Discharge efficiency improved, leading to a reduction in inpatient length of stay (LOS) from 5.53 days to 4.85 days, a 0.69-day reduction over 11 months. With approximately 2,500 discharges per month and a per-patient revenue of $800, this saved the hospital approximately $15.6 million in annual revenue.
Transfer acceptance increased by 99.2%, from 485 In October of 2021 to 966 In October of 2022. Consequently, the number of declined transfers decreased by 79% year over year due to Increased bed capacity.
The 30-day readmission rate saw a significant decrease of 12%, putting the system on track for 300 fewer 30-day readmissions in 2022.
A 6-point improvement was noted in the NetPromoter Score (NPS) , surpassing the hospital system’s goal. This increase can be attributed to the provider coaching, commit-to-sit program, and improved communication facilitated by the Epic chat system.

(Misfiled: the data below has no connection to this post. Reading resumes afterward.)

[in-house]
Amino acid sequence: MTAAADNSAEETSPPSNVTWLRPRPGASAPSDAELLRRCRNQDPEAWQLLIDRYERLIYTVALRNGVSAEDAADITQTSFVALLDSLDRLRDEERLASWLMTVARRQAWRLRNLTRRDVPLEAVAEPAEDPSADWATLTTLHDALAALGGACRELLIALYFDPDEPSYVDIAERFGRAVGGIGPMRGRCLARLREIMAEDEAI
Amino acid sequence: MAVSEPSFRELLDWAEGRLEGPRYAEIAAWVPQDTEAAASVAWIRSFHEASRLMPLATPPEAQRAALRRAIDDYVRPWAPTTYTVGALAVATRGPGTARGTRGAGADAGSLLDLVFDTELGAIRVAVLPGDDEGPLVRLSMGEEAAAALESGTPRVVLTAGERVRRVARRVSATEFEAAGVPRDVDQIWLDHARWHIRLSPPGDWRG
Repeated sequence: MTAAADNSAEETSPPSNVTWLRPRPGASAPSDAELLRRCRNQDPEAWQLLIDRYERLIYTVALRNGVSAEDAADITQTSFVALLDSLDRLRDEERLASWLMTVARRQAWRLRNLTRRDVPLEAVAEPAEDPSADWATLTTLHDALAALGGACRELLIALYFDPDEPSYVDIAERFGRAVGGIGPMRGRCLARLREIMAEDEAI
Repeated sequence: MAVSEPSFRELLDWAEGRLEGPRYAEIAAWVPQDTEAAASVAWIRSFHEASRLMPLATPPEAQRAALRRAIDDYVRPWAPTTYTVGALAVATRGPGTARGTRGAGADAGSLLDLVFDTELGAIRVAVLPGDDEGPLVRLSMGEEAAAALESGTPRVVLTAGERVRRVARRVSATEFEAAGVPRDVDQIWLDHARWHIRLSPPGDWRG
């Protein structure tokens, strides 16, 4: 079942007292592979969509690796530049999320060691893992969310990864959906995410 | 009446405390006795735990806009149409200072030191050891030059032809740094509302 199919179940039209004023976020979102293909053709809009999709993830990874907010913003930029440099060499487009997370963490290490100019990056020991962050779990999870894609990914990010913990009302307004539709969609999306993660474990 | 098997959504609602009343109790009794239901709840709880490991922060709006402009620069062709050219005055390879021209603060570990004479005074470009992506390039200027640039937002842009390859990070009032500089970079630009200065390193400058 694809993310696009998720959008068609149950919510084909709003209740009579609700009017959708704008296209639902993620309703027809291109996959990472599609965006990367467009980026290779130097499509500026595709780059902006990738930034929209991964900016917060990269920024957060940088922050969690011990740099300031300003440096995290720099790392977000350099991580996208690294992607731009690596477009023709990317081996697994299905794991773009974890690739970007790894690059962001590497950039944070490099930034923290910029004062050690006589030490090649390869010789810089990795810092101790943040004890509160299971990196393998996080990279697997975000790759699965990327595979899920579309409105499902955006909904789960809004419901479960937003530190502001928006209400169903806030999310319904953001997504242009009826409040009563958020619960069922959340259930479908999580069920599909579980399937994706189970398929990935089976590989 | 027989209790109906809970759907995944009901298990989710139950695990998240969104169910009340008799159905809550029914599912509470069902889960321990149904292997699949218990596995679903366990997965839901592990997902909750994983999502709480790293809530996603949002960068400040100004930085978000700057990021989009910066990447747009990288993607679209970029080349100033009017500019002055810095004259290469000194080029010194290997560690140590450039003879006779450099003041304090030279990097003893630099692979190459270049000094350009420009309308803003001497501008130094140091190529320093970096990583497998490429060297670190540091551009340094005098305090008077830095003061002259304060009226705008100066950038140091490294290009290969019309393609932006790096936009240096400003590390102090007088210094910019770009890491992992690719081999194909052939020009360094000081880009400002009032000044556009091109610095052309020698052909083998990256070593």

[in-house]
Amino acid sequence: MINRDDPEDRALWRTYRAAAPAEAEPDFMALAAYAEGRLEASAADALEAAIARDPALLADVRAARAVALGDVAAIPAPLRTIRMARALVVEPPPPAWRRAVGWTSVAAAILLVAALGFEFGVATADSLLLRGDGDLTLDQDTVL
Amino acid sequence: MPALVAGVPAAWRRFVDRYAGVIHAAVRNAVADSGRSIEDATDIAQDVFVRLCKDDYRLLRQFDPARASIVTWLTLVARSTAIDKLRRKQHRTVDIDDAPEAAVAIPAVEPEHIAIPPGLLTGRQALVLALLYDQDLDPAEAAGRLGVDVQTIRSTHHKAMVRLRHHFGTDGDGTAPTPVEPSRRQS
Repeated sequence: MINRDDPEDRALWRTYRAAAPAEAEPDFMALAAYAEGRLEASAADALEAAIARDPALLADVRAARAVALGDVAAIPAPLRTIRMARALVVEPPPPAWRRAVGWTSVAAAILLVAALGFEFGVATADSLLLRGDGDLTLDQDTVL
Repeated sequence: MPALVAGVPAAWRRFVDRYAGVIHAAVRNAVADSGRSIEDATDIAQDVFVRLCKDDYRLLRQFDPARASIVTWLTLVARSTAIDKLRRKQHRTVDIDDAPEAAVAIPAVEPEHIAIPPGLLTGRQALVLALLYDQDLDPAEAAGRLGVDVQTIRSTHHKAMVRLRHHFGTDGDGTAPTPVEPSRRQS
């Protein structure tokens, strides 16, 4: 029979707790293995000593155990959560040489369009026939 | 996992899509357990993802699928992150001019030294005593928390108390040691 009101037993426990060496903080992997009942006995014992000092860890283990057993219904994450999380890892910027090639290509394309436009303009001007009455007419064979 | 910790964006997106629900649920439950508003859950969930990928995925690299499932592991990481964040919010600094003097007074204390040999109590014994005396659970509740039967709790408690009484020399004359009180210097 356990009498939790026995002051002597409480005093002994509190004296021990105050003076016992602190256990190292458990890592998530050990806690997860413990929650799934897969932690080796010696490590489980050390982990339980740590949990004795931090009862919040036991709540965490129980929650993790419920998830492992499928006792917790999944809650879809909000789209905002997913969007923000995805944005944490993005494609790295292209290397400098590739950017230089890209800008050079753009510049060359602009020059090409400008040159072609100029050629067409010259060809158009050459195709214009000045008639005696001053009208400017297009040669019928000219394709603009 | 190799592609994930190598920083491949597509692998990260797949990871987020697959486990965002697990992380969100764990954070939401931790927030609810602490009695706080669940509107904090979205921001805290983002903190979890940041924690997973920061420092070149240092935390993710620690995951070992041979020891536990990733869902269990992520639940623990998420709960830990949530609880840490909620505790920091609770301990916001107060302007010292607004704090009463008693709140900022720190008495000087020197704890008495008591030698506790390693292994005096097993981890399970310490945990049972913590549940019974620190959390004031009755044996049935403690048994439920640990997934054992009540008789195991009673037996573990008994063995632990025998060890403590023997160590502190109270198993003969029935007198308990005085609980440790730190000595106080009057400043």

In summary, the strategic actions led to notable advancements in patient care, operational efficiency, and financial performance for a multi-site hospital system. The commitment to modernizing practices, improving patient-physician communication, promoting nurse-physician communication, and optimizing data management demonstrates the transformative potential of an aligned strategy. Furthermore, casting vision and engaging stakeholders at the early stages of a process, including selecting and onboarding, allows senior leaders, physicians, and other clinicians to follow its progress and develop a sense of shared ownership; ultimately building momentum that pulls others in as the strategy comes to fruition.